In achieving our mission, the U.S. Nuclear Regulatory Commission (NRC) adheres to the principles of good regulation — independence, openness, efficiency, clarity, and reliability. The agency puts these principles into practice with effective, realistic, and timely regulatory actions, consistent with our organizational values and our open, collaborative work environment. For additional details, see the following topics on this page:
- Principles of Good Regulation
- NRC Organizational Values
- Open, Collaborative Work Environment
Principles of Good Regulation
As a responsible regulator with a very important safety and security mission, our values guide us in maintaining certain principles in the way we carry out our regulatory activities. These principles focus us on ensuring safety and security while appropriately balancing the interests of the NRC's stakeholders, including the public and licensees. The following table briefly describes these principles.
|Independence:||Nothing but the highest possible standards of ethical performance and professionalism should influence regulation. However, independence does not imply isolation. All available facts and opinions must be sought openly from licensees and other interested members of the public. The many and possibly conflicting public interests involved must be considered. Final decisions must be based on objective, unbiased assessments of all information, and must be documented with reasons explicitly stated.|
|Openness:||Nuclear regulation is the public's business, and it must be transacted publicly and candidly. The public must be informed about and have the opportunity to participate in the regulatory processes as required by law. Open channels of communication must be maintained with Congress, other government agencies, licensees, and the public, as well as with the international nuclear community.|
|Efficiency:||The American taxpayer, the rate-paying consumer, and licensees are all entitled to the best possible management and administration of regulatory activities. The highest technical and managerial competence is required, and must be a constant agency goal. NRC must establish means to evaluate and continually upgrade its regulatory capabilities. Regulatory activities should be consistent with the degree of risk reduction they achieve. Where several effective alternatives are available, the option which minimizes the use of resources should be adopted. Regulatory decisions should be made without undue delay.|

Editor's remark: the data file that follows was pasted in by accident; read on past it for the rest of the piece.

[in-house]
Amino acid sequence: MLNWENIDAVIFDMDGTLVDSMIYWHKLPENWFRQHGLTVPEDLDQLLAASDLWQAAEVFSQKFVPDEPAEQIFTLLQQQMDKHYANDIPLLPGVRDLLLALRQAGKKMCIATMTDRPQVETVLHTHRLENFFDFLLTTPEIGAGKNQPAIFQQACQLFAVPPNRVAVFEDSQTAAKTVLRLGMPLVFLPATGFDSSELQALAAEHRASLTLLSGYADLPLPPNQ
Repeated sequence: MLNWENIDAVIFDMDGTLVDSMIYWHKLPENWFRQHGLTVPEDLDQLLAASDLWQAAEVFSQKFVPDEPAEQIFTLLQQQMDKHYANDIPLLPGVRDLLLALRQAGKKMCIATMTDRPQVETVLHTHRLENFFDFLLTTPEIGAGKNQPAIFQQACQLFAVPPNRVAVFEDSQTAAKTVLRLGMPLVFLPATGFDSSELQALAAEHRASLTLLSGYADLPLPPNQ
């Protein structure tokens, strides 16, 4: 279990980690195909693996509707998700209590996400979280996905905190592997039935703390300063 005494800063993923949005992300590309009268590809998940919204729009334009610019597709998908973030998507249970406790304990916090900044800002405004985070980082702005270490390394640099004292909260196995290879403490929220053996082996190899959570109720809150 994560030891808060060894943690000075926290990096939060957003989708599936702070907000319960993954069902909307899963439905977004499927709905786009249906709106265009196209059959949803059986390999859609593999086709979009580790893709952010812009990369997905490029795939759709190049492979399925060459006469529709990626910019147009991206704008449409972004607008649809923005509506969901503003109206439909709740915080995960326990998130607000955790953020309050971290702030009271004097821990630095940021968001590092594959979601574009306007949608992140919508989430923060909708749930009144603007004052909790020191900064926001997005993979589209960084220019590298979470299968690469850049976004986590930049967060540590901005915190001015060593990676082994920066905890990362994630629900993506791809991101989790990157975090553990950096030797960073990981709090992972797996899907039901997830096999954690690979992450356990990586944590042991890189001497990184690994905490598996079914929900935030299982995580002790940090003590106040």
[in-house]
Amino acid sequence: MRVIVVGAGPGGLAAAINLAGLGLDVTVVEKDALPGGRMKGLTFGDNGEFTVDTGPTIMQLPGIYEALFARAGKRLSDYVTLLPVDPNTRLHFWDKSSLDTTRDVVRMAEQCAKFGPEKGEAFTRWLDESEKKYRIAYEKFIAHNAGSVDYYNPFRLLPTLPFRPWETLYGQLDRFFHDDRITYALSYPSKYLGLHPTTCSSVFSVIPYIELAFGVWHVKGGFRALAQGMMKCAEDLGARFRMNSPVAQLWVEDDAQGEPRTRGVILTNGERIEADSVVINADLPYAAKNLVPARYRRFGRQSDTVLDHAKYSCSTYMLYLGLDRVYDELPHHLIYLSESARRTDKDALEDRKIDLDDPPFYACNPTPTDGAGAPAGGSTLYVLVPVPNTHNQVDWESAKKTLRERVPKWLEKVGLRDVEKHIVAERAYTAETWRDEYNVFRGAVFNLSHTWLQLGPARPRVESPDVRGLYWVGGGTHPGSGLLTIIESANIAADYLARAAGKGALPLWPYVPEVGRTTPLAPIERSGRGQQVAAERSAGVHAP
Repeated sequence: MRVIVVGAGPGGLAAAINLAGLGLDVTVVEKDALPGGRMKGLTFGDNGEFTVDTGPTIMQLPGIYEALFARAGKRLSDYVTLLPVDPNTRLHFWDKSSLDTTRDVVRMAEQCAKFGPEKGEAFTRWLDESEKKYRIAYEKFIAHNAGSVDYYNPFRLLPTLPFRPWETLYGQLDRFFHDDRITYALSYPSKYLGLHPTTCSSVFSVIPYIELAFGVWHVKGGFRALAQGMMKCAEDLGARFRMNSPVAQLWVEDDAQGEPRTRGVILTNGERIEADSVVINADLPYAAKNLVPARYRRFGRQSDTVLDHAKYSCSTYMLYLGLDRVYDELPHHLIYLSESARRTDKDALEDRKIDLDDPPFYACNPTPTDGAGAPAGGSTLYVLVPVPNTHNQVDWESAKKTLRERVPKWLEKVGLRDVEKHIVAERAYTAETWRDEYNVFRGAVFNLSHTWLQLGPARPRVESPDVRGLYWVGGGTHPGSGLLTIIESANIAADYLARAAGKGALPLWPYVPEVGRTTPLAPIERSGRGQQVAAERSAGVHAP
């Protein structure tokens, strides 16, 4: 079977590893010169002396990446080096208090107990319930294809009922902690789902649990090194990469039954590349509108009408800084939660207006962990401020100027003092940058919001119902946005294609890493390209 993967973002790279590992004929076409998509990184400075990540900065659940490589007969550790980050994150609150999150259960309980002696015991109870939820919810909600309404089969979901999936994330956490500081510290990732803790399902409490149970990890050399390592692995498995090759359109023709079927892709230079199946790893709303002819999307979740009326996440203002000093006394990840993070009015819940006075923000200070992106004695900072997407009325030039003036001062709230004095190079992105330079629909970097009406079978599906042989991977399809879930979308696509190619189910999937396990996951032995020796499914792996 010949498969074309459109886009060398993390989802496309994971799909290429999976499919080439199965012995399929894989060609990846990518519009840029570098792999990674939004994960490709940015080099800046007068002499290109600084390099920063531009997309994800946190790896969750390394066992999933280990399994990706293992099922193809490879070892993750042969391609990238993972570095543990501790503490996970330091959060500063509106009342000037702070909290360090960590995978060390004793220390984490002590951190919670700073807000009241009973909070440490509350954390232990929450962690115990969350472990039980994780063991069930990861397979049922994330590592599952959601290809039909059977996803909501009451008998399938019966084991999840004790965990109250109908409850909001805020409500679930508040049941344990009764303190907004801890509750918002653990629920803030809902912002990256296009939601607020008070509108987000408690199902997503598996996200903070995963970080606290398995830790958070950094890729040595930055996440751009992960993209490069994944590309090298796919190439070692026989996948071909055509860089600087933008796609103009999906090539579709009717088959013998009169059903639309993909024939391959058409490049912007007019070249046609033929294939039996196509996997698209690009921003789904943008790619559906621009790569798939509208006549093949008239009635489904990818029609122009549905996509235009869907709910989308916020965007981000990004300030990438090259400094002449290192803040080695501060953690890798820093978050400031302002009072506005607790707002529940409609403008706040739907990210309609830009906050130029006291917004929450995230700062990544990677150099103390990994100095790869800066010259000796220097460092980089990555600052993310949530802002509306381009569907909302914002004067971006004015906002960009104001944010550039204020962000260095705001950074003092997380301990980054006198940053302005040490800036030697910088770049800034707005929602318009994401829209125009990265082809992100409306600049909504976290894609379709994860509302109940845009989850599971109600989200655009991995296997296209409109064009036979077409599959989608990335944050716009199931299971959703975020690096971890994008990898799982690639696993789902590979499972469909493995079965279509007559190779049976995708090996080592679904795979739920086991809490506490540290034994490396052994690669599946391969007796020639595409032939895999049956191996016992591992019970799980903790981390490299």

|Clarity:||Regulations should be coherent, logical, and practical. There should be a clear nexus between regulations and agency goals and objectives whether explicitly or implicitly stated. Agency positions should be readily understood and easily applied.|
|Reliability:||Regulations should be based on the best available knowledge from research and operational experience. Systems interactions, technological uncertainties, and the diversity of licensees and regulatory activities must all be taken into account so that risks are maintained at an acceptably low level. Once established, regulation should be perceived to be reliable and not unjustifiably in a state of transition. Regulatory actions should always be fully consistent with written regulations and should be promptly, fairly, and decisively administered so as to lend stability to the nuclear operational and planning processes.|
NRC Organizational Values
In conducting all our work, we at the NRC adhere to the following organizational values. These values guide every action we take — from decisions on safety, security, and environmental issues; to how we perform administrative tasks; to how we interact with our fellow employees and other stakeholders. Our employees share their personal perspectives on the importance of these values in a 9-minute video, entitled Living the NRC Values, and the accompanying transcript.